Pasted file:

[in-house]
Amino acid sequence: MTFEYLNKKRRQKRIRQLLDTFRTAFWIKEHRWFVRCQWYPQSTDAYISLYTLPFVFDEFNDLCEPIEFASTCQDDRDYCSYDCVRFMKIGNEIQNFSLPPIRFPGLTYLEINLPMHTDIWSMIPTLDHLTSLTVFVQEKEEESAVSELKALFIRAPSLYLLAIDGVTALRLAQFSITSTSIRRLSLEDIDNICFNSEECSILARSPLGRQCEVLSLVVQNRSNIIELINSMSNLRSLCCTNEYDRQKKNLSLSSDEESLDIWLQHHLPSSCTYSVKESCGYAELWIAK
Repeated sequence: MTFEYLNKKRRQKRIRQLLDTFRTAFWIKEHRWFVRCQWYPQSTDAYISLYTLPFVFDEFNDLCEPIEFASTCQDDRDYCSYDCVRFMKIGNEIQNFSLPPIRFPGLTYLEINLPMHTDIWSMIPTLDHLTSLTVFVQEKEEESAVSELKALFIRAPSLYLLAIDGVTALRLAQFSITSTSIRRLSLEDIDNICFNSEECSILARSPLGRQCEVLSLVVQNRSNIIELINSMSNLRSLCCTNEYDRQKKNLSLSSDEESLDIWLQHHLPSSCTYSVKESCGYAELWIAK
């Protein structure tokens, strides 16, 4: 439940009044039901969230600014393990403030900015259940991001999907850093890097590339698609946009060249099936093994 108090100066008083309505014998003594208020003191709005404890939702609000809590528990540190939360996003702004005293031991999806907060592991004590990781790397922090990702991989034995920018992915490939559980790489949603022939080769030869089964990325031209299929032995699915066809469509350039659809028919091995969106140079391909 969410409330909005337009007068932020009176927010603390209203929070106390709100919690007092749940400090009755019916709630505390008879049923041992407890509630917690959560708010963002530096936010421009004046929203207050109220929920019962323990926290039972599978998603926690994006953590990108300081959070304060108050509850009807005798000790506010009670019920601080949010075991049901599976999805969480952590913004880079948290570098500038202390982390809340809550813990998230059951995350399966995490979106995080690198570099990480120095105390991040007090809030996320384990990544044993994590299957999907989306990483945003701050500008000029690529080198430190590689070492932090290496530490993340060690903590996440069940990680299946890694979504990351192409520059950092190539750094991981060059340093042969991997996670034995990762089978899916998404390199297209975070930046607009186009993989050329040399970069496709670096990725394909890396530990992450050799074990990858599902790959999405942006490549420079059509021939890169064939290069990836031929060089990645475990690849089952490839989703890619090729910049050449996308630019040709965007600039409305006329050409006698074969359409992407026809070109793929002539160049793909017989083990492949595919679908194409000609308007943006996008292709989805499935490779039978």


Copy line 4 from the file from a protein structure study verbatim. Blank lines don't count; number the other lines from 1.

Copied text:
């Protein structure tokens, strides 16, 4: 439940009044039901969230600014393990403030900015259940991001999907850093890097590339698609946009060249099936093994 108090100066008083309505014998003594208020003191709005404890939702609000809590528990540190939360996003702004005293031991999806907060592991004590990781790397922090990702991989034995920018992915490939559980790489949603022939080769030869089964990325031209299929032995699915066809469509350039659809028919091995969106140079391909 969410409330909005337009007068932020009176927010603390209203929070106390709100919690007092749940400090009755019916709630505390008879049923041992407890509630917690959560708010963002530096936010421009004046929203207050109220929920019962323990926290039972599978998603926690994006953590990108300081959070304060108050509850009807005798000790506010009670019920601080949010075991049901599976999805969480952590913004880079948290570098500038202390982390809340809550813990998230059951995350399966995490979106995080690198570099990480120095105390991040007090809030996320384990990544044993994590299957999907989306990483945003701050500008000029690529080198430190590689070492932090290496530490993340060690903590996440069940990680299946890694979504990351192409520059950092190539750094991981060059340093042969991997996670034995990762089978899916998404390199297209975070930046607009186009993989050329040399970069496709670096990725394909890396530990992450050799074990990858599902790959999405942006490549420079059509021939890169064939290069990836031929060089990645475990690849089952490839989703890619090729910049050449996308630019040709965007600039409305006329050409006698074969359409992407026809070109793929002539160049793909017989083990492949595919679908194409000609308007943006996008292709989805499935490779039978």